When Fires and Clouds Collide

When Fires and Clouds Collide

Near the equator, forests function a bit like cloud machines. Trees and plants release moisture into the air through transpiration. As heat from the Sun beats down during the day and warms the surface, this moisture rises in the atmosphere, cools, and condenses into small, puffy cumulus clouds. Sheets of these clouds—sometimes called popcorn clouds—typically spring up in mid-morning over tropical forests. They peak in late-afternoon and fade by the evening, often dropping rain in the process.

When the Visible Infrared Imaging Radiometer Suite (VIIRS) on Suomi NPP captured this image at 1:00 p.m. local time (12:00 Universal Time) on May 21, 2017, aspects of this process were on display over the Democratic Republic of the Congo, Angola, and Zambia. Rows of small cumulus clouds trace the direction of the wind in the bottom fifth of the image. Larger, thicker cumulus clouds line the top of the image. Note, however, that the center is mostly cloud-free. Instead, the sensor detected a large number of small fires, the locations of which are marked with red squares.

The locations of the fires and the clouds is probably not a coincidence. For several years, remote sensing scientists have noticed that aerosol particles in smoke can inhibit the formation of clouds through a process called the semi-direct effect. Dark-colored soot particles hang in smoky air as it rises and absorb incoming sunlight in the morning. This warms the air near the smoke and reduces the upward movement of moisture, which is key to the formation of cumulus clouds.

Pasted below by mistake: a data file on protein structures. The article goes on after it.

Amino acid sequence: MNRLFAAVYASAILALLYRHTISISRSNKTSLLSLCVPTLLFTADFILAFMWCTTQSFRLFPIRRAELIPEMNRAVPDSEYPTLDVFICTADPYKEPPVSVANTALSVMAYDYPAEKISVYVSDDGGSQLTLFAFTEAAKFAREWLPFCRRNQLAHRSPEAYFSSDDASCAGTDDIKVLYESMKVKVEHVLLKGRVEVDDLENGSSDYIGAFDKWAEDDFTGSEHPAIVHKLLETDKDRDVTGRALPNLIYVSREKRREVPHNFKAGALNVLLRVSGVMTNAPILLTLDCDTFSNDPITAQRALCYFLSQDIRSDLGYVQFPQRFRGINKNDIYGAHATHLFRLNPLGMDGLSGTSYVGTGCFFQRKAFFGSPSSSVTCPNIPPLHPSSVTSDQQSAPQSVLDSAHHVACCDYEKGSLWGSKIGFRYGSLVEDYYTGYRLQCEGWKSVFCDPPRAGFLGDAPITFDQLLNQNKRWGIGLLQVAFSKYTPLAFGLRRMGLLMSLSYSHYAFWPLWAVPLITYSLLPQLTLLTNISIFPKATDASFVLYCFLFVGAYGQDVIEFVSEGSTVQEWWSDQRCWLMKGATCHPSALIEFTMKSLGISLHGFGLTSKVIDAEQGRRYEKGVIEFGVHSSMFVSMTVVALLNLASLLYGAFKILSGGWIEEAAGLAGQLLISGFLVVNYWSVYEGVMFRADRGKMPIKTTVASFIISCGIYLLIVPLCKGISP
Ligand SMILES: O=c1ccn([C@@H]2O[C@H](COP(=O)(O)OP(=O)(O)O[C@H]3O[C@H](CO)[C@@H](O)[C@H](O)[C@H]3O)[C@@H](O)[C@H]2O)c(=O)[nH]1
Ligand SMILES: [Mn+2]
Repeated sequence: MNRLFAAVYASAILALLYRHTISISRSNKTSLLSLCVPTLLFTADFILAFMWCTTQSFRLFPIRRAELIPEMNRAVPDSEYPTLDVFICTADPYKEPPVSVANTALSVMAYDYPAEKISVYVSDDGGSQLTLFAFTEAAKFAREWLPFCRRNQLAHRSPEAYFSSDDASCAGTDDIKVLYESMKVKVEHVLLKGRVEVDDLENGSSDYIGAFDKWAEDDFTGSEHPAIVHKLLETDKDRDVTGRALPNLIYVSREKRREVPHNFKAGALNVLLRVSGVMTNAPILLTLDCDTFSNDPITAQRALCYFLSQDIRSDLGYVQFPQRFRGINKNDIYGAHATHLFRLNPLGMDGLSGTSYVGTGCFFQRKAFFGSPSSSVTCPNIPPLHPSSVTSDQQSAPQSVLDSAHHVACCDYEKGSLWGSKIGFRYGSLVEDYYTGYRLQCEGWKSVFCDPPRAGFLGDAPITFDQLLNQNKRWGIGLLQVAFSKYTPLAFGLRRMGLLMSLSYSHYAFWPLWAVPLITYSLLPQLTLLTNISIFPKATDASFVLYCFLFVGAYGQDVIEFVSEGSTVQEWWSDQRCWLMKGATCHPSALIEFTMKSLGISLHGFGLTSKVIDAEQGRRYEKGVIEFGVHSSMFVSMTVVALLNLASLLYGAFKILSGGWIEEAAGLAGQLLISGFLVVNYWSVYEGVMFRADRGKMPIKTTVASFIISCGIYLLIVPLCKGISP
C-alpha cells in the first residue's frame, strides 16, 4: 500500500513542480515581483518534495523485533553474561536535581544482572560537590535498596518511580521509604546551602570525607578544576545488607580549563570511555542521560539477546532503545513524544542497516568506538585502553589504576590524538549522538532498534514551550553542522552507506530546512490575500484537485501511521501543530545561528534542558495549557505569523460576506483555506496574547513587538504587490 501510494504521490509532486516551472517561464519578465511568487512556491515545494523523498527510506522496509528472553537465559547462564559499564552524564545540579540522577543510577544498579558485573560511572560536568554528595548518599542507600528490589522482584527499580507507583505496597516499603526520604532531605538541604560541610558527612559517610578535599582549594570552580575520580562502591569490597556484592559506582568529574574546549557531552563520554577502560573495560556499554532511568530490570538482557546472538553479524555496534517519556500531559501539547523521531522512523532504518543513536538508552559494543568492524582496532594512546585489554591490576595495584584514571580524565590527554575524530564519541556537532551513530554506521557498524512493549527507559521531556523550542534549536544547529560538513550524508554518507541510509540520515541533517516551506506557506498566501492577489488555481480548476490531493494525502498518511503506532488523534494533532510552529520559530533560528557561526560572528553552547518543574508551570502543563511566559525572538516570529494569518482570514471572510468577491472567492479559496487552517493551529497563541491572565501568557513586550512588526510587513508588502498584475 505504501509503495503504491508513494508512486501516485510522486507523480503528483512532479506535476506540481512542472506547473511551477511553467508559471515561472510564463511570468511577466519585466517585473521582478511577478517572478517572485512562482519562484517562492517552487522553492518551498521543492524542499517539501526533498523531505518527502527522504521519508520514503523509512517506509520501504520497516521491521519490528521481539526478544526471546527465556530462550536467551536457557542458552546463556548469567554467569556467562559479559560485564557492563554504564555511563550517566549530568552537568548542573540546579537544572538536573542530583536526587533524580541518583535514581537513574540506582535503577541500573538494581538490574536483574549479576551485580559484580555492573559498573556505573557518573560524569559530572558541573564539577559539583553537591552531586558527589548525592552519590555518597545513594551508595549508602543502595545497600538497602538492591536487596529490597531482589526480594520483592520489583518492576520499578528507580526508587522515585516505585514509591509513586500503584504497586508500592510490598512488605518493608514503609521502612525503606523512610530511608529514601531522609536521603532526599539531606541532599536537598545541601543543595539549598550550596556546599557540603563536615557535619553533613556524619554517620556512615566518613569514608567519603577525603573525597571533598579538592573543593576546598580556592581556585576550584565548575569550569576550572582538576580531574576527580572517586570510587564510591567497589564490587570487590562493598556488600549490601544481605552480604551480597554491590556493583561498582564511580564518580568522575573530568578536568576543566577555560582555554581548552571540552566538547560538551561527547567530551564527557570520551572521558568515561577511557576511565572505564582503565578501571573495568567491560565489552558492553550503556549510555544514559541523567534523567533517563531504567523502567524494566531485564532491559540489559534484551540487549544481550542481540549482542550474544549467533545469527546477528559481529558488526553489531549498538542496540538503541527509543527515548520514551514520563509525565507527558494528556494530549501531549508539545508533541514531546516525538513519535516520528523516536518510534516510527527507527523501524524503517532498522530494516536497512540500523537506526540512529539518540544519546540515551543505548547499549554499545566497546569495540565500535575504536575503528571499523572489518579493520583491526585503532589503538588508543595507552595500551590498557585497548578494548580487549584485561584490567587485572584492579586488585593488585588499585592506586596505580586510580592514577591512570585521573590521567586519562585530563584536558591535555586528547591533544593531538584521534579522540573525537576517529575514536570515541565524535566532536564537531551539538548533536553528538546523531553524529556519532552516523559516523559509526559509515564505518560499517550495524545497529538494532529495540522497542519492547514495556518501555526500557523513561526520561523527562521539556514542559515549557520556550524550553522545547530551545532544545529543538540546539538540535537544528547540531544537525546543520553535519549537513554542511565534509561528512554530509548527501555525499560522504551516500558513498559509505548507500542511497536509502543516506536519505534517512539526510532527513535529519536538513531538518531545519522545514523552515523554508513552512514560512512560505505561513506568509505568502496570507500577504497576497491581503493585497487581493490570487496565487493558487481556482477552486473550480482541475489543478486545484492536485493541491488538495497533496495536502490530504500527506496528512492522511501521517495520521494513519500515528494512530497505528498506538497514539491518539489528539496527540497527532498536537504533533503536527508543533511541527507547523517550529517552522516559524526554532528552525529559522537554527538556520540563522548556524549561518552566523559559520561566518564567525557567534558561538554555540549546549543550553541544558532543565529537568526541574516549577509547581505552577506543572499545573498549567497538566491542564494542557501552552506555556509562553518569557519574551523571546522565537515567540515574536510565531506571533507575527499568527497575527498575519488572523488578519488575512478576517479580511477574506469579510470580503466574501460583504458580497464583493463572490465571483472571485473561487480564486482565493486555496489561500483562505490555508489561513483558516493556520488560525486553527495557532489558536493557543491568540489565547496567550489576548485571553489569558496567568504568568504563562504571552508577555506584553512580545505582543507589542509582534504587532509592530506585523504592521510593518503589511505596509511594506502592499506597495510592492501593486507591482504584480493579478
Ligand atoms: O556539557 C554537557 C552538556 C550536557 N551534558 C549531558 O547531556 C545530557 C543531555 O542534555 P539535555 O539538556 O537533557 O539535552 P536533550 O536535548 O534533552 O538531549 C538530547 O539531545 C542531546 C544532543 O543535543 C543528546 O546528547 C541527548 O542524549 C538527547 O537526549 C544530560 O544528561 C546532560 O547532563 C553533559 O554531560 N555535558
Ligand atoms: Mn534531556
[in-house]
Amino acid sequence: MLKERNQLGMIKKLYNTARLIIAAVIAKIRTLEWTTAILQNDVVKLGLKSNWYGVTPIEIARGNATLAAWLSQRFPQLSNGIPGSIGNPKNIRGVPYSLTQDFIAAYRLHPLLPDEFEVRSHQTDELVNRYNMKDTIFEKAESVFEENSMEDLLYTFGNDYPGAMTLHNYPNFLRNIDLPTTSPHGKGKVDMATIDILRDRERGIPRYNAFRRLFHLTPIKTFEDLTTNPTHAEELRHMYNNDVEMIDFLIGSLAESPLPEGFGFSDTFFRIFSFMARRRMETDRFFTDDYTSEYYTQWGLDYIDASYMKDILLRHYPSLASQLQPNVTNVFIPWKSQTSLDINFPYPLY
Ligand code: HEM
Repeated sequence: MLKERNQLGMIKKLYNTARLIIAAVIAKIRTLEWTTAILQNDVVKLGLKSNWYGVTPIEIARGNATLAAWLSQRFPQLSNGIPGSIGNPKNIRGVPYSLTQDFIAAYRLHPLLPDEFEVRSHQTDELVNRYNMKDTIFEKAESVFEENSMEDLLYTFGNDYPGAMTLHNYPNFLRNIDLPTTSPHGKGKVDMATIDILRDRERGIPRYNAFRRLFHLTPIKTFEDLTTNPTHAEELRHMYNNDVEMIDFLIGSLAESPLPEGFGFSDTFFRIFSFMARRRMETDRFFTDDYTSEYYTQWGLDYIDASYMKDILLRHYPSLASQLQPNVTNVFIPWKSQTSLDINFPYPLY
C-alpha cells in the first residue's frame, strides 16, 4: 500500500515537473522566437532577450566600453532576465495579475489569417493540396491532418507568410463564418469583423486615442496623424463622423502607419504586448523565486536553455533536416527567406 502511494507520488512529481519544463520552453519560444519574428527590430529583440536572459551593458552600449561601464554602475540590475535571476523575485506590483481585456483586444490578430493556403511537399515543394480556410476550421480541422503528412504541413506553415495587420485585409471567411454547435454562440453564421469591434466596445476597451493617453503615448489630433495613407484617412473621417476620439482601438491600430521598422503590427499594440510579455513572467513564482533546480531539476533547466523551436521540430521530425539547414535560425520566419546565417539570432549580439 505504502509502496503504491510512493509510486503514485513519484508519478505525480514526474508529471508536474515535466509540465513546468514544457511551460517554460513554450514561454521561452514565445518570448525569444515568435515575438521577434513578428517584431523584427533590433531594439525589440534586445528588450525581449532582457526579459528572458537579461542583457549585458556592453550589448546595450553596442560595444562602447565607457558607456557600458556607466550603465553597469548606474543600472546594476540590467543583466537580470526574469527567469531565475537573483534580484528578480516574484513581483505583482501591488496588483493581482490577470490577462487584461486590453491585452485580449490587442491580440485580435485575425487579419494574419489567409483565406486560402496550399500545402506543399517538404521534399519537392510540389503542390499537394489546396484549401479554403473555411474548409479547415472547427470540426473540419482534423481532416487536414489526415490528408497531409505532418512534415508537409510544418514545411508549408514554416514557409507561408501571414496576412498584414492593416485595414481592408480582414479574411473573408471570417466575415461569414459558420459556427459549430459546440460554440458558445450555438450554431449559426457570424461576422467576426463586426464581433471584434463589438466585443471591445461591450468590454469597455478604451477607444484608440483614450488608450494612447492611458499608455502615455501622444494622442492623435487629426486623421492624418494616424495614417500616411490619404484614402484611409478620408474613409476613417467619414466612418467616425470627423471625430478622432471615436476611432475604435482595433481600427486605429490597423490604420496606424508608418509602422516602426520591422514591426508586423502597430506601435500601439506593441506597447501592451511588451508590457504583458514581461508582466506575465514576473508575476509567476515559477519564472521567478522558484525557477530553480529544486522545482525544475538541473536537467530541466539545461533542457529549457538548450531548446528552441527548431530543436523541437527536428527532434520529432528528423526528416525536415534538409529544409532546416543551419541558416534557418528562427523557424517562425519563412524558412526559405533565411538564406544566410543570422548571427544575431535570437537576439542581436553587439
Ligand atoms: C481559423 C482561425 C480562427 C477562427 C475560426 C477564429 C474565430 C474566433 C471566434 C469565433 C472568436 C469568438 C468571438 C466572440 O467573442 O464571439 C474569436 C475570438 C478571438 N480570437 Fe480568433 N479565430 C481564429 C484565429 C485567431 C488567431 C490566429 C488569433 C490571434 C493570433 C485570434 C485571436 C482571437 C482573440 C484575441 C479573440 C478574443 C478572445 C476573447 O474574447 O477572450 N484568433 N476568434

Charles Ichoku, a scientist at NASA Goddard Space Flight Center, thinks there is even more to the story. “My hypothesis is that smoke not only inhibits cloud formation, but the radiant heat from fires also causes existing clouds to evaporate,” he said. “Fires generate tremendous heat energy, and it is hard to see how all this heat would not have an effect on the clouds directly overhead as it is transferred into the atmosphere.”

Since human-lit fires are widespread in Central Africa, it is possible that these fires may be changing rainfall patterns in the region. Read more about Ichoku’s research in our feature A Tale of Fire and Water.

NASA image by Jeff Schmaltz, LANCE/EOSDIS Rapid Response. Story by Adam Voiland.

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